“Well then, to those no longer with us. To Pimm. To Waylon, to Jenna.”
“Aye. To Nala.”— Overheard in Mistport harbour, circa 400 4E
The door opened swiftly, rousing Feral and the crew from their slumber. The Suros guards filed in, began unlocking the cells and manhandling the prisoners to their feet, and out on to deck.
“What’s happening?” hissed Rathkran.
“Where are they taking us?” asked Waylon.
“We’ve arrived,” muttered Petarix.
Rathkran and Waylon fell silent.
The crew blinked in the sunlight of the winter’s morning, shimmering and reflecting off the prismatic shingles of Karan Taul’s buildings. The guards forced them roughly to their knees, facing the gangplank down into the harbour. Ahead of them, a procession of knights approached, each clad in glassmail of the ten Ka’ma clans.
The Ten Claws filed onto the deck and spread out, revealing the Scalelord himself, his long cape trailing behind him. He too was clad in glassmail, a deep black that matched his scales, marked with gold trim, a great broadsword on his hip, and a heavy crown on his brow. He walked forward and scanned the crew before him, one eye probing and searching, the other a milky white.
“You serve the traitor known as Narinn Markex.”
The crew looked at each other.
“The traitor known as who now?” asked Feral. He furrowed his brow in mock confusion.
“Never heard of him.” said Petarix.
“I think there’s been some confusion,” added Trynnicus, trying not to smile.
Valasar smirked mirthlessly, and nodded. He pointed at Waylon. “Kill that one to begin with.”
The crew’s eyes went wide, none wider than Waylon’s, and their smiles faded instantly. The green knight behind Valasar strode forward, drew a dagger from his belt with a glassy ring, and knelt down before Waylon. He reached one mailed hand forward, wrapping his fingers in the man’s hair.
There was a sharp sound of blade against flesh, a spray, and a thud as Feral found himself staring into the chef’s lifeless eyes from their new position on the deck in front of him.
Valasar winced. “Such an awful sound, that,” he said. “…Kill her too.”
Garn stood from his crouched position, taking a pace back from the pool of blood spilling out steadily onto the deck from Waylon’s body.
The crew watched in shock as he crossed over to Jenna and knelt to look her in her tearful eyes.
“No, please! Ple–”
A flock of birds alighted from the harbourmaster’s office as Garn performed another swift cut.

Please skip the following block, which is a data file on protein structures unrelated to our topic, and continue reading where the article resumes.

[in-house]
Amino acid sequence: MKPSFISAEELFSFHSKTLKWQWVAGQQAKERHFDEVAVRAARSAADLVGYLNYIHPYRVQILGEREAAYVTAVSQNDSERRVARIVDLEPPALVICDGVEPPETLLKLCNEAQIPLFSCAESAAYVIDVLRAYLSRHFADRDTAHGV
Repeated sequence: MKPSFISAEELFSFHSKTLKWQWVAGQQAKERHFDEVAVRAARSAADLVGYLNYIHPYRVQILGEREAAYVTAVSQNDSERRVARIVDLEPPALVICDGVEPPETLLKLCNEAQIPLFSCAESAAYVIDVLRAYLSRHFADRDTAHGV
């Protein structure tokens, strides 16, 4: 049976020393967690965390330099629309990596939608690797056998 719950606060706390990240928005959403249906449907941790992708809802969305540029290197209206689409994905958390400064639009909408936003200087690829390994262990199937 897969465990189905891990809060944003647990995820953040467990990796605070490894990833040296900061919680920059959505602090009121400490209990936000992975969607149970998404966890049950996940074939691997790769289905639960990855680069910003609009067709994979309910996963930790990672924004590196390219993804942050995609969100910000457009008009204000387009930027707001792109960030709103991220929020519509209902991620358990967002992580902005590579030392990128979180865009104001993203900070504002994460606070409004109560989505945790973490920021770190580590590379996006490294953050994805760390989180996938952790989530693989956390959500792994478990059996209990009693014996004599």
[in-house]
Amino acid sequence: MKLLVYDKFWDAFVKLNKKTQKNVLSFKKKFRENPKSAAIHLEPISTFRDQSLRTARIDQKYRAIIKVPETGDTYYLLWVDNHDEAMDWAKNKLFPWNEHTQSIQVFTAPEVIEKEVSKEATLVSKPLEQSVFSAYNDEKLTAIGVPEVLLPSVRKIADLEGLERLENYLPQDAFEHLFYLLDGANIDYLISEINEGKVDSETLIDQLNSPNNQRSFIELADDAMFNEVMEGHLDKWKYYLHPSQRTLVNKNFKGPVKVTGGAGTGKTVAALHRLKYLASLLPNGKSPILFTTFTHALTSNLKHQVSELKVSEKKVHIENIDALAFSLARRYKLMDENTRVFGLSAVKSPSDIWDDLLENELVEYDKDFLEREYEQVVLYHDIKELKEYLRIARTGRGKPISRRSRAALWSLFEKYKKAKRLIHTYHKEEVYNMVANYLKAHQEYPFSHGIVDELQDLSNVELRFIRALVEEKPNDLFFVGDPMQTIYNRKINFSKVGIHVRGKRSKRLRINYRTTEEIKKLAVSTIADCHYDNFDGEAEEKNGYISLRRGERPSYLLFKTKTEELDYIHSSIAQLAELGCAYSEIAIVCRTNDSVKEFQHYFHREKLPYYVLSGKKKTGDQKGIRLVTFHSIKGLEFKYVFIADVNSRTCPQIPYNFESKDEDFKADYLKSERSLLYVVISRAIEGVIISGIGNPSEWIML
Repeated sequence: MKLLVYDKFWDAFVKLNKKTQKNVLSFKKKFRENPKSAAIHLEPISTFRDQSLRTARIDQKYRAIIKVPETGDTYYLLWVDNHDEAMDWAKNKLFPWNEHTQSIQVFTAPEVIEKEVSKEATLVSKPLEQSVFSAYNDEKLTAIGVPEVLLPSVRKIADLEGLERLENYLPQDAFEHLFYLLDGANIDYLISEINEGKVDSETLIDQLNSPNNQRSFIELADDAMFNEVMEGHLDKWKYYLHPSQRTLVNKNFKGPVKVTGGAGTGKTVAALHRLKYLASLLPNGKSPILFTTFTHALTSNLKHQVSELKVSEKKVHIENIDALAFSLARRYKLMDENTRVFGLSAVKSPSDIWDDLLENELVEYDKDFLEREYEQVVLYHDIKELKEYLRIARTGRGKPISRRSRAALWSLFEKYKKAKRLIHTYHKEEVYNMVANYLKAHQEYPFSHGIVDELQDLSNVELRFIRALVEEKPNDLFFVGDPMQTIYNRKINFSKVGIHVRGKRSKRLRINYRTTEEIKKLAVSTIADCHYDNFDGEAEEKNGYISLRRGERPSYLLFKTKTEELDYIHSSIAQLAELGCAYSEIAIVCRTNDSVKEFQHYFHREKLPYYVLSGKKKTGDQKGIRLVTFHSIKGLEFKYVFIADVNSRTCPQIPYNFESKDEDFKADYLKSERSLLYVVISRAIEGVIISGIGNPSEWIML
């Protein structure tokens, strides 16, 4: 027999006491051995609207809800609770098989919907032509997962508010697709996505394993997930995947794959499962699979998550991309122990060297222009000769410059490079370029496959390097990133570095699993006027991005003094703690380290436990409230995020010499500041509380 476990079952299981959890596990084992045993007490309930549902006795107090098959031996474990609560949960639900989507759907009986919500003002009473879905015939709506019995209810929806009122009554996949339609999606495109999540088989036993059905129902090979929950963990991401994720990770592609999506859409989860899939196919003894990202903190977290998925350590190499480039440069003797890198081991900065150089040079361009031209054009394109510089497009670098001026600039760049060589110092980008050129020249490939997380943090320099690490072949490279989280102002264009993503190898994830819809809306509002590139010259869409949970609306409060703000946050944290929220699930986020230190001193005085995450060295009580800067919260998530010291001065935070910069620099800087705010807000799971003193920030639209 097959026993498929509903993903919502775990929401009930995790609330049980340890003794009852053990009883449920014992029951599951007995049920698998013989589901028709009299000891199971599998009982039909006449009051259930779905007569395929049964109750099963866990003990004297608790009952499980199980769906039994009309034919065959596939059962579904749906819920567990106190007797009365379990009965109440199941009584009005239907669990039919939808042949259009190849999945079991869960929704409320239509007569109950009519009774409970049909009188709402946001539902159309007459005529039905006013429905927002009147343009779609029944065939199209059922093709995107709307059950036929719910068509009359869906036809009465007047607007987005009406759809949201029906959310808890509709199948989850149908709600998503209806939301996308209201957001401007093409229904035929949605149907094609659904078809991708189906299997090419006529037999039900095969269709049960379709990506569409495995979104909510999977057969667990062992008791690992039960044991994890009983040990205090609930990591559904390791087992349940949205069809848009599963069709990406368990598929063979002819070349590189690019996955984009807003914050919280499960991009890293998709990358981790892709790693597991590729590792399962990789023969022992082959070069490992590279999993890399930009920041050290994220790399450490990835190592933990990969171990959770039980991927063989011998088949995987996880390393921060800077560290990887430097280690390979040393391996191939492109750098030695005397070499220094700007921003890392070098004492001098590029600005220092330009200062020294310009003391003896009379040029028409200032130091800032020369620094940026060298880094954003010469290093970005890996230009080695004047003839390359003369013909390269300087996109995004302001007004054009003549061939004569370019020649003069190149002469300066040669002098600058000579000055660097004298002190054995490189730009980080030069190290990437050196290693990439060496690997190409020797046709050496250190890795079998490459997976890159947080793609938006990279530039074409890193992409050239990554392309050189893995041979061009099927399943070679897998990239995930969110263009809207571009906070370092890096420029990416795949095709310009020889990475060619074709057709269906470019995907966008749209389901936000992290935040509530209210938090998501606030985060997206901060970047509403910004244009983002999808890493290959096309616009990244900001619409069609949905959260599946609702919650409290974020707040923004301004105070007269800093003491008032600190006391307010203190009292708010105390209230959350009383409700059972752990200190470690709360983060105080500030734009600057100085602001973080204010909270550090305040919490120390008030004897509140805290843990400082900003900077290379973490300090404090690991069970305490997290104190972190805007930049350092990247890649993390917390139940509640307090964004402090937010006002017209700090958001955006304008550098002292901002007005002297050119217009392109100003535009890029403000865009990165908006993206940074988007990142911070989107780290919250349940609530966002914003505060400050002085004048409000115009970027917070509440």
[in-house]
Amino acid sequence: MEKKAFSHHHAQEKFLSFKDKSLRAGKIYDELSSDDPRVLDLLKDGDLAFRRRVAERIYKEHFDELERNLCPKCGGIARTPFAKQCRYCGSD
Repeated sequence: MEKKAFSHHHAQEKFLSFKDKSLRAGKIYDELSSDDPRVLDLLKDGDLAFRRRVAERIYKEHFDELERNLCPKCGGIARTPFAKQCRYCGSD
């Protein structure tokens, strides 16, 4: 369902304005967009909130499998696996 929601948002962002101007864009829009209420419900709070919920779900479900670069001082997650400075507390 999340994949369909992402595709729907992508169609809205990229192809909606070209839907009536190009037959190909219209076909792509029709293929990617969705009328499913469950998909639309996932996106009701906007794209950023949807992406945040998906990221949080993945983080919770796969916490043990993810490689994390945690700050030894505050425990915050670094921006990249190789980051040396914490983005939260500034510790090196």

Valasar inhaled deeply, then exhaled. “I assure you that contrary to what your…captain has clearly led you to believe, I am not to be toyed with. You now live at my pleasure. Take those two as…an example. If you do not wish their fate, you will give me the information I desire.”
The crew were silent, still in shock. The only sound on deck was a low gurgling.
“You’ll get nothing from us,” whispered Nala.
Valasar’s head darted round, and he crossed to stand in front of the val, her head low. He knelt down, placed two fingers under her chin, and raised her eyeline to meet his. Her white scales were spotted with red spray, and her eyes fierce.
“What was that?”
Nala set her jaw, looked the Scalelord directly in his eye. “You will get nothing from us.”
“You are a monster,” she said quietly, mustering what saliva she could.
“Nala…” Feral began, his voice catching.
“You are not fit to rule Scale.” She spat forward, the thin water landing on the glass crown atop Valasar’s head. “You are not fit to rule Scale, and you are scared of the captain because you know that.”
“You have taken so much from us. So much from me.“
Valasar narrowed his eyes.
“My son died for you!” Nala began sobbing, her voice quivering with rage. “He was everything I had in this world, and you took him from me! You will get nothing from me, you will get nothing from us, and when you lose, I will…I…I…” she trailed off, her chest heaving with sobs.
Valasar stood to his feet slowly, then turned and walked towards the gangplank.
“Mount her as well.”